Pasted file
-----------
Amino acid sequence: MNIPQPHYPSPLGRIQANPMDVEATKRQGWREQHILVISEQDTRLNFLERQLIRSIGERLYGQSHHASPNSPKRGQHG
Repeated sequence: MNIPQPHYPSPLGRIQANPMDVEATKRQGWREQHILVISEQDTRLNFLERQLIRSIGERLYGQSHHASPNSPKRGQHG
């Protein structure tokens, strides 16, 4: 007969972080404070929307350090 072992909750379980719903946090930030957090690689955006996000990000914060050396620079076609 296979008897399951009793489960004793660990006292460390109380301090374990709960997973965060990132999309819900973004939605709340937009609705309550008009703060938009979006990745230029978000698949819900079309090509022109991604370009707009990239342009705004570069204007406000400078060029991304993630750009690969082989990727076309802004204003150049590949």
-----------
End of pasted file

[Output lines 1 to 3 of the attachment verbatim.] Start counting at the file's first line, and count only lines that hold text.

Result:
Amino acid sequence: MNIPQPHYPSPLGRIQANPMDVEATKRQGWREQHILVISEQDTRLNFLERQLIRSIGERLYGQSHHASPNSPKRGQHG
Repeated sequence: MNIPQPHYPSPLGRIQANPMDVEATKRQGWREQHILVISEQDTRLNFLERQLIRSIGERLYGQSHHASPNSPKRGQHG
């Protein structure tokens, strides 16, 4: 007969972080404070929307350090 072992909750379980719903946090930030957090690689955006996000990000914060050396620079076609 296979008897399951009793489960004793660990006292460390109380301090374990709960997973965060990132999309819900973004939605709340937009609705309550008009703060938009979006990745230029978000698949819900079309090509022109991604370009707009990239342009705004570069204007406000400078060029991304993630750009690969082989990727076309802004204003150049590949």